[Note: This is a blog post that I wrote in January 2011, within a few days of my Dad’s death. I wrote it because I saw so many examples of well meaning people trying to offer words of encouragement or sympathy, but many just didn’t feel meaningful. It reminded me of how bad I am in these situations, and I wanted to learn something from this experience. I wrote this post so that I would get better at empathy and offering empathetic words. I purposely didn’t post it anywhere at that time, I’m sharing it now 2 years after Dad’s death. ]
This is a tough post to write. I worry that no matter how I word it, it will sound ungrateful and arrogant.
I’m not speaking to this topic from a position of righteousness. I have made mistakes in this area consistently over the years. I either say too much, too little, or say the wrong thing. I’m writing down these thoughts as much for myself as for anyone, hoping that I can learn to do this better in the future.
Before reading more, please know that I realize that none of those who make the mistakes below do so with ill intent. I believe they had the best of intentions, but … like me … they don’t know how to navigate an awkward and painful situation. I am truly grateful for ALL the support I have received over the past week.
I write this down while it is fresh in my mind, so that I can improve my empathy in the future. Maybe you’ll find something useful here, maybe not.
Someone you know has just experienced a significant loss. Death of a parent, death of a spouse, death of a child… Inevitably, you will find yourself face to face (or on the phone) with this person while the pain is still fresh. It feels awkward, it feels as though the situation demands that you say something profound, something comforting, something worthy of the relationship you have with this person.
Here’s how not to do it:
The insincere approach:
“Sorry to hear about your loss…… [awkward pause] …. Are you still going to be able to help us organize the xyz event this Saturday?”
“Sorry to hear about your loss…… [awkward pause] …. Can you believe how well the Blazers are playing?”
The competitive approach:
“Sorry to hear about your loss…. I know how you feel. I went through the same thing, but it was complicated by the fact that…. [etc, etc, etc… a description of their experience which was clearly (in their mind) much tougher than yours].
“I heard about your loss. It’s just something we all must go through. It’s part of life. It will take some time, and there will be tough moments, but you’ll just have to work through it. It’s hard. You will find yourself seeing him/her here or there, but over time, it will get better. We’ve all been though it. That which doesn’t kill us makes us stronger.”
Mr. Fix it (similar, but subtly different than the lecturer):
“Have you considered meeting with your small group, and sharing your thoughts in an open and transparent manner? You really shouldn’t become an island at a time like this, you know. You should read xzy author’s book on grief, it really helped me. You should talk with Pete, he went through something like this last year. You should… ”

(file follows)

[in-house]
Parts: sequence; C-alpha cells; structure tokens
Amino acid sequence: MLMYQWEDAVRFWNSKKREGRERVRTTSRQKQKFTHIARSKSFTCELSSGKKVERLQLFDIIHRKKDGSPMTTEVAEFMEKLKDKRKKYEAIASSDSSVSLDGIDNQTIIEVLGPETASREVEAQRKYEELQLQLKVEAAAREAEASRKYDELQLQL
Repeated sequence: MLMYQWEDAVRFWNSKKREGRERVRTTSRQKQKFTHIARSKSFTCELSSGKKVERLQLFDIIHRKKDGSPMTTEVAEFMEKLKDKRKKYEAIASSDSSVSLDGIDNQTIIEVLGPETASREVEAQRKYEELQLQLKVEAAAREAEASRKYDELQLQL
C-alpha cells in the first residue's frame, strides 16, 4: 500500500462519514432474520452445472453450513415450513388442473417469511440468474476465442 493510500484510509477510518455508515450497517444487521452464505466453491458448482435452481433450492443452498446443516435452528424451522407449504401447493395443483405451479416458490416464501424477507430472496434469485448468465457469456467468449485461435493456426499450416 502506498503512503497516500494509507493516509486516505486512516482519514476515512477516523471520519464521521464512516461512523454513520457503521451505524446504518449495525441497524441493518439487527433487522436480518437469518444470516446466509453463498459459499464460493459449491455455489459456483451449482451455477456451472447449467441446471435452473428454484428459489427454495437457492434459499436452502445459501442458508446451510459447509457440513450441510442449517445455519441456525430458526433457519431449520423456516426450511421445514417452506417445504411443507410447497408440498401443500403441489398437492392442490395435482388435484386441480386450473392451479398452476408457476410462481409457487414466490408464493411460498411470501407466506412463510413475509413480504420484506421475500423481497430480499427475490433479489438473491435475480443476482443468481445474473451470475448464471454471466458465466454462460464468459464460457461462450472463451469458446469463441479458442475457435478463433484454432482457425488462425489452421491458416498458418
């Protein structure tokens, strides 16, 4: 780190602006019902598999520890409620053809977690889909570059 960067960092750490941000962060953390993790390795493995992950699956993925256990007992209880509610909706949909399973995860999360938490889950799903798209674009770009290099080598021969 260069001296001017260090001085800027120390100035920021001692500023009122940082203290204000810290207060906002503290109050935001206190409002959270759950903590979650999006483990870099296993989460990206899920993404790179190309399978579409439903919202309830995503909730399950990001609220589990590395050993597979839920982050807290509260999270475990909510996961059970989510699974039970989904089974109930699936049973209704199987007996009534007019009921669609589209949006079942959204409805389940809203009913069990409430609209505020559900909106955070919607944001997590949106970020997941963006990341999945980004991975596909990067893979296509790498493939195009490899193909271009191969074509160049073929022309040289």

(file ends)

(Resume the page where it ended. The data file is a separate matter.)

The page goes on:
“If there is anything we can do, you just let us know….” A couple of problems with this. First is that it transfers responsibility to the griever to do something, they must not only reach out and ask for help, they need to come up with ideas on what is most helpful, and weigh whether what they are asking for is ‘asking too much’. Secondly, in most cases it just doesn’t sound sincere. It is said casually, as if it is culturally expected that you offer to do something, but not something specific.
Suggestion: Leave out the ‘if there is anything we can do….” part altogether. Better, offer something specific. Such as: “we would love to bring a meal this week if that would be helpful….I’ll touch base in a day or so to set it up.” or “I am available to you to listen when you are ready. I’d love to hear more about your memories, and how you are feeling about all this when the time is right. “
“You are in my prayers”. Nothing wrong with this, unless you are saying it because it sounds good. If you are a person of faith, promising someone that you will pray for them is a pretty serious commitment. If you aren’t serious about it, this promise sounds somewhat trite.
Doing it better:
As is often the case, more words are not necessarily better. Also, keep in mind that the goal is not to ‘fix’ the situation (as if you had the ability to do so), your goal should be to connect with the person, and provide support and comfort. Or, sometimes your goal is to simply acknowledge their pain and demonstrate that you care about it. This can be done with very few words.
Example of a better way:
“I am so sorry for your loss. I prayed for you when I first heard, and continue to do so. I am available to you to listen when you are ready. I’d love to hear more about your memories, and how you are feeling about all this when the time is right. ”
If you aren’t praying, omit that part. If your relationship with the bereaved is such that 1:1 time spent listening is not something that is appropriate, omit that part. “I am so sorry for your loss” is enough (really). Less is often more.
Listen. Actively listen. If something is shared, ask a few probing questions about it, show that you heard what was shared. Show an interest. Sincere listening does more to communicate caring than any amount of speech-making, advice-giving, story-telling or empty promises. Listen.Share this: